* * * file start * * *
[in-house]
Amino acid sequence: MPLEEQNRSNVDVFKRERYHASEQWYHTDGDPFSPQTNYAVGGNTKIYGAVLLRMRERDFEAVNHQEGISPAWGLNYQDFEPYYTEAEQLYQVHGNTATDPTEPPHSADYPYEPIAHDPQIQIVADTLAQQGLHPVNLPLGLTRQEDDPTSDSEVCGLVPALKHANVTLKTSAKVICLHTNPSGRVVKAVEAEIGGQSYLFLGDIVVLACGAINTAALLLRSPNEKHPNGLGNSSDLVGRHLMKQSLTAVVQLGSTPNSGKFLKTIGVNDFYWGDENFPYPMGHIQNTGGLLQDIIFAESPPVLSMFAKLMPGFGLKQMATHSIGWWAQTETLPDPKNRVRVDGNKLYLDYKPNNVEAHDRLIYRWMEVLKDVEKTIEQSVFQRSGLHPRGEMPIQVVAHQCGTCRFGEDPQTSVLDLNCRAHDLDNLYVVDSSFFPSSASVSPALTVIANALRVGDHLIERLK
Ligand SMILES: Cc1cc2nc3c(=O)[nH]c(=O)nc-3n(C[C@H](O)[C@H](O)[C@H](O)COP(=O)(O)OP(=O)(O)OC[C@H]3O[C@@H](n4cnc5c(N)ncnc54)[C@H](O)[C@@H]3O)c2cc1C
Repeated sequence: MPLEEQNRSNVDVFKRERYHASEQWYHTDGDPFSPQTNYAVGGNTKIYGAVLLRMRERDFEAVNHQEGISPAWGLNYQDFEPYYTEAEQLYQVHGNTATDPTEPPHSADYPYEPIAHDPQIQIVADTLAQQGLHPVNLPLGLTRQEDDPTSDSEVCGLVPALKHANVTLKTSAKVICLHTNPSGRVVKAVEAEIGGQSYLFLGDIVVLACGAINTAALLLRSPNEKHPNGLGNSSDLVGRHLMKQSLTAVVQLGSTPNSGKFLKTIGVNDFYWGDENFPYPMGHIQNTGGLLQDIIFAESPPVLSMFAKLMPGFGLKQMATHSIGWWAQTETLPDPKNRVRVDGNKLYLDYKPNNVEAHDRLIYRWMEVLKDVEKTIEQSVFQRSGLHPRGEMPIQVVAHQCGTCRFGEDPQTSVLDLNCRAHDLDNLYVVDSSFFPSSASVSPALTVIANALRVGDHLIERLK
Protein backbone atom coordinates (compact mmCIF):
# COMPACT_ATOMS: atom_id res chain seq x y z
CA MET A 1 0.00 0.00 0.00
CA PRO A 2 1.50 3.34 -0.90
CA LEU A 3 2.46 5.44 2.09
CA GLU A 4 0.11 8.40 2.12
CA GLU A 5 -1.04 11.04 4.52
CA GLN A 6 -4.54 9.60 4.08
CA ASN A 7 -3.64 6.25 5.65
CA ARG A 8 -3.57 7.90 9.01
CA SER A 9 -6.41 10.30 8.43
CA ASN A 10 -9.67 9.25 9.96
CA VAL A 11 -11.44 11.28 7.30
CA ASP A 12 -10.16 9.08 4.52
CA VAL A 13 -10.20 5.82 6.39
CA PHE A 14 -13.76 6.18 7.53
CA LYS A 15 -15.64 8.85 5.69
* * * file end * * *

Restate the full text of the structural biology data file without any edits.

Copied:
[in-house]
Amino acid sequence: MPLEEQNRSNVDVFKRERYHASEQWYHTDGDPFSPQTNYAVGGNTKIYGAVLLRMRERDFEAVNHQEGISPAWGLNYQDFEPYYTEAEQLYQVHGNTATDPTEPPHSADYPYEPIAHDPQIQIVADTLAQQGLHPVNLPLGLTRQEDDPTSDSEVCGLVPALKHANVTLKTSAKVICLHTNPSGRVVKAVEAEIGGQSYLFLGDIVVLACGAINTAALLLRSPNEKHPNGLGNSSDLVGRHLMKQSLTAVVQLGSTPNSGKFLKTIGVNDFYWGDENFPYPMGHIQNTGGLLQDIIFAESPPVLSMFAKLMPGFGLKQMATHSIGWWAQTETLPDPKNRVRVDGNKLYLDYKPNNVEAHDRLIYRWMEVLKDVEKTIEQSVFQRSGLHPRGEMPIQVVAHQCGTCRFGEDPQTSVLDLNCRAHDLDNLYVVDSSFFPSSASVSPALTVIANALRVGDHLIERLK
Ligand SMILES: Cc1cc2nc3c(=O)[nH]c(=O)nc-3n(C[C@H](O)[C@H](O)[C@H](O)COP(=O)(O)OP(=O)(O)OC[C@H]3O[C@@H](n4cnc5c(N)ncnc54)[C@H](O)[C@@H]3O)c2cc1C
Repeated sequence: MPLEEQNRSNVDVFKRERYHASEQWYHTDGDPFSPQTNYAVGGNTKIYGAVLLRMRERDFEAVNHQEGISPAWGLNYQDFEPYYTEAEQLYQVHGNTATDPTEPPHSADYPYEPIAHDPQIQIVADTLAQQGLHPVNLPLGLTRQEDDPTSDSEVCGLVPALKHANVTLKTSAKVICLHTNPSGRVVKAVEAEIGGQSYLFLGDIVVLACGAINTAALLLRSPNEKHPNGLGNSSDLVGRHLMKQSLTAVVQLGSTPNSGKFLKTIGVNDFYWGDENFPYPMGHIQNTGGLLQDIIFAESPPVLSMFAKLMPGFGLKQMATHSIGWWAQTETLPDPKNRVRVDGNKLYLDYKPNNVEAHDRLIYRWMEVLKDVEKTIEQSVFQRSGLHPRGEMPIQVVAHQCGTCRFGEDPQTSVLDLNCRAHDLDNLYVVDSSFFPSSASVSPALTVIANALRVGDHLIERLK
Protein backbone atom coordinates (compact mmCIF):
# COMPACT_ATOMS: atom_id res chain seq x y z
CA MET A 1 0.00 0.00 0.00
CA PRO A 2 1.50 3.34 -0.90
CA LEU A 3 2.46 5.44 2.09
CA GLU A 4 0.11 8.40 2.12
CA GLU A 5 -1.04 11.04 4.52
CA GLN A 6 -4.54 9.60 4.08
CA ASN A 7 -3.64 6.25 5.65
CA ARG A 8 -3.57 7.90 9.01
CA SER A 9 -6.41 10.30 8.43
CA ASN A 10 -9.67 9.25 9.96
CA VAL A 11 -11.44 11.28 7.30
CA ASP A 12 -10.16 9.08 4.52
CA VAL A 13 -10.20 5.82 6.39
CA PHE A 14 -13.76 6.18 7.53
CA LYS A 15 -15.64 8.85 5.69